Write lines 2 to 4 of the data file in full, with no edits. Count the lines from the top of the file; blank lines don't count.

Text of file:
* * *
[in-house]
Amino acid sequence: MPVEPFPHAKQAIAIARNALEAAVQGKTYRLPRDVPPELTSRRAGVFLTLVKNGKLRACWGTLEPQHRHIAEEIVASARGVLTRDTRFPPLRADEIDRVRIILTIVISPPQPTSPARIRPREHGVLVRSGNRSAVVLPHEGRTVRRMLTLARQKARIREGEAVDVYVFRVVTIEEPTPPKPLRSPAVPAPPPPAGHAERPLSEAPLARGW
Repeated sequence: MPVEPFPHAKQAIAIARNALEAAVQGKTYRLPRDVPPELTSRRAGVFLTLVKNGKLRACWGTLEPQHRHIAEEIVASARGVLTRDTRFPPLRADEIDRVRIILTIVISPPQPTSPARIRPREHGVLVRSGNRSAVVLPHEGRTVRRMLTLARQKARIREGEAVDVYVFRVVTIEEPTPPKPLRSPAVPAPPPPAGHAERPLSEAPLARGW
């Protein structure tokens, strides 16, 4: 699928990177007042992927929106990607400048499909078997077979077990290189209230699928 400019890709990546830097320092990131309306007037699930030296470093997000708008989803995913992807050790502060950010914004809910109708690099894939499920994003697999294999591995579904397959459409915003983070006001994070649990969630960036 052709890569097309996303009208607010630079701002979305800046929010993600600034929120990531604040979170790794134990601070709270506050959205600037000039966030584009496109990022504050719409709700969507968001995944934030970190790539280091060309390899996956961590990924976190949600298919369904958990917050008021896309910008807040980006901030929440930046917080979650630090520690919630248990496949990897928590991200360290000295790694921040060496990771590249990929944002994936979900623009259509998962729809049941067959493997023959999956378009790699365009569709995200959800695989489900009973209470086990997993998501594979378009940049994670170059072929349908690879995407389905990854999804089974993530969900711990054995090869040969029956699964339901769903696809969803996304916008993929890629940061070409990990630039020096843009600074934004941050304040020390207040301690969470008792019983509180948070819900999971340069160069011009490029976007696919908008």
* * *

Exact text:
Amino acid sequence: MPVEPFPHAKQAIAIARNALEAAVQGKTYRLPRDVPPELTSRRAGVFLTLVKNGKLRACWGTLEPQHRHIAEEIVASARGVLTRDTRFPPLRADEIDRVRIILTIVISPPQPTSPARIRPREHGVLVRSGNRSAVVLPHEGRTVRRMLTLARQKARIREGEAVDVYVFRVVTIEEPTPPKPLRSPAVPAPPPPAGHAERPLSEAPLARGW
Repeated sequence: MPVEPFPHAKQAIAIARNALEAAVQGKTYRLPRDVPPELTSRRAGVFLTLVKNGKLRACWGTLEPQHRHIAEEIVASARGVLTRDTRFPPLRADEIDRVRIILTIVISPPQPTSPARIRPREHGVLVRSGNRSAVVLPHEGRTVRRMLTLARQKARIREGEAVDVYVFRVVTIEEPTPPKPLRSPAVPAPPPPAGHAERPLSEAPLARGW
């Protein structure tokens, strides 16, 4: 699928990177007042992927929106990607400048499909078997077979077990290189209230699928 400019890709990546830097320092990131309306007037699930030296470093997000708008989803995913992807050790502060950010914004809910109708690099894939499920994003697999294999591995579904397959459409915003983070006001994070649990969630960036 052709890569097309996303009208607010630079701002979305800046929010993600600034929120990531604040979170790794134990601070709270506050959205600037000039966030584009496109990022504050719409709700969507968001995944934030970190790539280091060309390899996956961590990924976190949600298919369904958990917050008021896309910008807040980006901030929440930046917080979650630090520690919630248990496949990897928590991200360290000295790694921040060496990771590249990929944002994936979900623009259509998962729809049941067959493997023959999956378009790699365009569709995200959800695989489900009973209470086990997993998501594979378009940049994670170059072929349908690879995407389905990854999804089974993530969900711990054995090869040969029956699964339901769903696809969803996304916008993929890629940061070409990990630039020096843009600074934004941050304040020390207040301690969470008792019983509180948070819900999971340069160069011009490029976007696919908008």